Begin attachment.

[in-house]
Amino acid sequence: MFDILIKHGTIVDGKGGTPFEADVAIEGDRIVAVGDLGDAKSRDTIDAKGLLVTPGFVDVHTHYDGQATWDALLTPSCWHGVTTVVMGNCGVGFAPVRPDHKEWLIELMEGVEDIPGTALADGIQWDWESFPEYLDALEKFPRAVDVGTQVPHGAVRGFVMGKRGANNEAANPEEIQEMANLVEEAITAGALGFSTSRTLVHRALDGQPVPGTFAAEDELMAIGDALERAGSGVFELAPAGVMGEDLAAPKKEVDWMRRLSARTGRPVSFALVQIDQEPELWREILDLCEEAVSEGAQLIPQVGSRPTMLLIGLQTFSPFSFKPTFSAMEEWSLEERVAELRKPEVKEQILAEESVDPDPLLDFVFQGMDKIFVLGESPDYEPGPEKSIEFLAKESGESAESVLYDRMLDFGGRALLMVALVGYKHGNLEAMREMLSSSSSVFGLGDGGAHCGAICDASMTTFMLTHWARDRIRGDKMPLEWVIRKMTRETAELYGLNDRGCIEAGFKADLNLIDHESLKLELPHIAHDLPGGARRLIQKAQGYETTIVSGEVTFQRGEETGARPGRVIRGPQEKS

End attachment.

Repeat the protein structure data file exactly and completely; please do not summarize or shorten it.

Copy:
[in-house]
Amino acid sequence: MFDILIKHGTIVDGKGGTPFEADVAIEGDRIVAVGDLGDAKSRDTIDAKGLLVTPGFVDVHTHYDGQATWDALLTPSCWHGVTTVVMGNCGVGFAPVRPDHKEWLIELMEGVEDIPGTALADGIQWDWESFPEYLDALEKFPRAVDVGTQVPHGAVRGFVMGKRGANNEAANPEEIQEMANLVEEAITAGALGFSTSRTLVHRALDGQPVPGTFAAEDELMAIGDALERAGSGVFELAPAGVMGEDLAAPKKEVDWMRRLSARTGRPVSFALVQIDQEPELWREILDLCEEAVSEGAQLIPQVGSRPTMLLIGLQTFSPFSFKPTFSAMEEWSLEERVAELRKPEVKEQILAEESVDPDPLLDFVFQGMDKIFVLGESPDYEPGPEKSIEFLAKESGESAESVLYDRMLDFGGRALLMVALVGYKHGNLEAMREMLSSSSSVFGLGDGGAHCGAICDASMTTFMLTHWARDRIRGDKMPLEWVIRKMTRETAELYGLNDRGCIEAGFKADLNLIDHESLKLELPHIAHDLPGGARRLIQKAQGYETTIVSGEVTFQRGEETGARPGRVIRGPQEKS